Polarizing Yet Popular, Pinot Noir is Undeniably at its Best as a Food-Pairing Wine
This article originally appeared, in part, in the June, 2019 issue of Bellingham Alive Magazine
Like it or not, Pinot Noir, especially when served with food, is irrefutably one of the best red wines to have on the menu.
But Pinot’s practically mandatory link to food is often viewed as both its own best friend and worst enemy: Pair it up properly and the wine is unbeatable; try drinking the wine on its own and the enjoyment level is diminished.
It’s Pinot Noir’s perception as a wine with stand-alone limitations that often rubs some wine enthusiasts the wrong way. Frequently relegating the Burgundy-based French varietal to the bottom of their wine list, they favor bolder, fruit-forward reds such as Zinfandel or Malbec. They’re also perfectly content to overlook Pinot’s food-friendly flavor profile that includes high acidity, earthy/savory characteristics, and understated fruit flavors.
Pinot lovers, on the other hand, embrace these qualities. For them it’s Pinot Noir at mealtime and little else, leading to a schism of wine drinkers hopelessly devoted to the grape…many with the same level of dedication they might afford to the family pet.
And in those terms, make no mistake; where Cabernets and Merlots might be considered big, bouncing Golden Labs and Collies, Pinot Noir is clearly the Siamese Cat. You may love it, you may hate it, but either way it demands your respect.
WHY IT WORKS
Pinot Noir is generally lighter in body, lower in alcohol, lower in tannins, and capped with a finish of brisk acidity. These features combine to make the wine an ideal choice to serve with a wide variety of foods.
In addition, Pinot Noir’s flavor profile is often composed of more subtle, nuanced aromas and tastes that won’t overwhelm the flavors of the food. Brighter, leaner fruits of cranberry, red currant, and cherry tomato, gentle herbs and spices of cinnamon, pepper, and rosemary, floral notes of violets and rose petals, and oak-aging influences of smoke, truffle, and vanilla are just a few of the descriptors you’re likely to encounter while considering this complex wine.
It’s this broad range of characteristics that give Pinot such a huge advantage in deciding which foods to serve with it. The wine’s high acid content makes it ideal to contrast with the richness of salmon, duck, lobster or cream-based sauces. At the same time, its earthy and savory qualities make it a natural to complement foods with similar features such as mushrooms, herbed beef or pork tenderloin, and even gamier meats including lamb, quail or pheasant.
One sticking point that might act as a deterrent to some is Pinot Noir’s price. Both foreign and domestic choices can frequently run in the $30 to $50 to even $75-a-bottle price range.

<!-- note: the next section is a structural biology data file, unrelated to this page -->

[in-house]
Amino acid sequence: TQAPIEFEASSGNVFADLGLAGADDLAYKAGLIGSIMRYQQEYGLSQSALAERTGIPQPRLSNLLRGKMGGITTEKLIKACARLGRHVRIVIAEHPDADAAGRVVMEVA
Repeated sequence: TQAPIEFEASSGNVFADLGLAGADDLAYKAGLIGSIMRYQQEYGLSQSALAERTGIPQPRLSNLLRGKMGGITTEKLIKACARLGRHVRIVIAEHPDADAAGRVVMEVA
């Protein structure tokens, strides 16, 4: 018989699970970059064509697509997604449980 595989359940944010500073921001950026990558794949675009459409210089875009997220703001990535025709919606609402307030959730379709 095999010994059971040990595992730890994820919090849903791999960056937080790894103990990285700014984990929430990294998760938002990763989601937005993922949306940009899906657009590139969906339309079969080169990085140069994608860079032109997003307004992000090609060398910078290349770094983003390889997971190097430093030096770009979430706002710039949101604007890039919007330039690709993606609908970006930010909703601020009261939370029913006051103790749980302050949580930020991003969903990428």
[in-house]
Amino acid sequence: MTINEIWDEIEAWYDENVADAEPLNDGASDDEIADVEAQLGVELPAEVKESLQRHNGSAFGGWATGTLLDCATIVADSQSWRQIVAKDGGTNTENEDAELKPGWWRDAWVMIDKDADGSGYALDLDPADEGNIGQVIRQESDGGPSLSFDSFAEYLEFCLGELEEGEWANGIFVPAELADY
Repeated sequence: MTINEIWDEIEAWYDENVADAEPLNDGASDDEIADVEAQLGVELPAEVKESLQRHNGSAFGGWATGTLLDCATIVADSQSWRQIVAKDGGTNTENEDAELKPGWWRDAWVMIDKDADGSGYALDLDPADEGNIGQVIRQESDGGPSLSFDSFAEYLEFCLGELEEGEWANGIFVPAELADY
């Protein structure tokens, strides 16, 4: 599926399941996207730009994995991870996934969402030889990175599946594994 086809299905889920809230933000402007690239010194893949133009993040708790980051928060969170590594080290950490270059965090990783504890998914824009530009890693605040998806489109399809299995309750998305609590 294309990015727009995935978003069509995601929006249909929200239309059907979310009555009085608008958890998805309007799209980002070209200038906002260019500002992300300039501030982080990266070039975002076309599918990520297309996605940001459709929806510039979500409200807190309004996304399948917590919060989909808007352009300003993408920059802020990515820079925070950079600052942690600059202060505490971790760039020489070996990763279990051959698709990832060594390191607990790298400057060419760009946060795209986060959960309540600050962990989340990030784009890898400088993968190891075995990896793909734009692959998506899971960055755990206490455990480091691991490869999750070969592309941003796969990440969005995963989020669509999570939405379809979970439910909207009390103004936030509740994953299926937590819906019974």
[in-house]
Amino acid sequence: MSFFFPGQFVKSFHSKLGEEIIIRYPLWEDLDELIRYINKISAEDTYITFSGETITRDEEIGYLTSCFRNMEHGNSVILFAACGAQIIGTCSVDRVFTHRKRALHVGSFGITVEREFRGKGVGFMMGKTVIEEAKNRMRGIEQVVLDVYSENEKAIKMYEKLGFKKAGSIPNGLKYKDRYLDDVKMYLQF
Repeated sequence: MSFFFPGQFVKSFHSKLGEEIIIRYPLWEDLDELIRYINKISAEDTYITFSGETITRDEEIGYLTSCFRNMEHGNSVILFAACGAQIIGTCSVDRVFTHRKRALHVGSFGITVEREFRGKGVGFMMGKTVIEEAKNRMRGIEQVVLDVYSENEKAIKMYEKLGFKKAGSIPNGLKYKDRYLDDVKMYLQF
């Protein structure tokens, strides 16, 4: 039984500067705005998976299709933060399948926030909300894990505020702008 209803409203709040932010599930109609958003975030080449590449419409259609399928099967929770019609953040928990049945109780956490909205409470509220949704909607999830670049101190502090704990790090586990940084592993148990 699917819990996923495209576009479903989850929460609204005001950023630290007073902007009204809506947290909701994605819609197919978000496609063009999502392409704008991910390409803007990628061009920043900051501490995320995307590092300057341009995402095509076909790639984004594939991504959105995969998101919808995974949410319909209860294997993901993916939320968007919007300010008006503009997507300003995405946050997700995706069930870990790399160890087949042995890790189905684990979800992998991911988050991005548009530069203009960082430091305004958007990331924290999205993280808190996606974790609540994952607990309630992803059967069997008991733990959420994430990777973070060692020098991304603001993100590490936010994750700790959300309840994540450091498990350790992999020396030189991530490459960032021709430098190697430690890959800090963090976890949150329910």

Even so, there are plenty of solid, easier-on-the-budget selections that are readily available and worthy of considering. Here are a handful of recommendations to get you started:
Domaine du Prieuré 2017 Bourgogne Hautes-Côtes de Beaune (about $17) – This beautiful wine is a prime example of solid, yet affordable Pinot Noirs that are relatively easy to find from France’s Burgundy region. Lovely pale ruby color, aromas and flavors of bright cherry, raspberry, and strawberry, and a finish of red plum highlight this lighter-bodied Pinot. Try it with a Gruyere cheese and Shitake mushroom quiche.
Bellingar Estates 2015 Pinot Noir (about $20) – Oregon winemaker Evan Bellingar has done a fine job with this easy-to-drink, flat-out delicious Pinot sourced primarily from Willamette Valley vineyards. It features red currant, cranberry, and red cherry fruits, along with hints of black tea and a splash of acidity on the finish. The wine earned silver medal honors at the 2018 Bellingham Northwest Wine Festival.
Portteus Vineyards 2017 Pinot Noir (about $20) – Pinot prefers cooler-climate growing regions, but winemaker Paul Portteus has found a home for the grape at his Zillah vineyards in sunny Eastern Washington. Lavender and fresh herbs on the nose lead to a core of dried cherry fruit, while an intriguing hint of orange zest and Pinot’s signature underlying earthiness come through on a lengthy finish.
Rodney Strong 2015 Russian River Valley Pinot Noir (about $21) – From one of California’s premier growing regions in the Sonoma Valley comes this nicely complex Pinot at an unbelievable price. Fragrant red fruit and violet aromatics, layers of dark cherry and plum, and a slightly smoky finish with touches of cinnamon, clove, and toasted oak. Duck, grilled pork chops, and mushroom risotto come to mind as excellent food-pairing choices.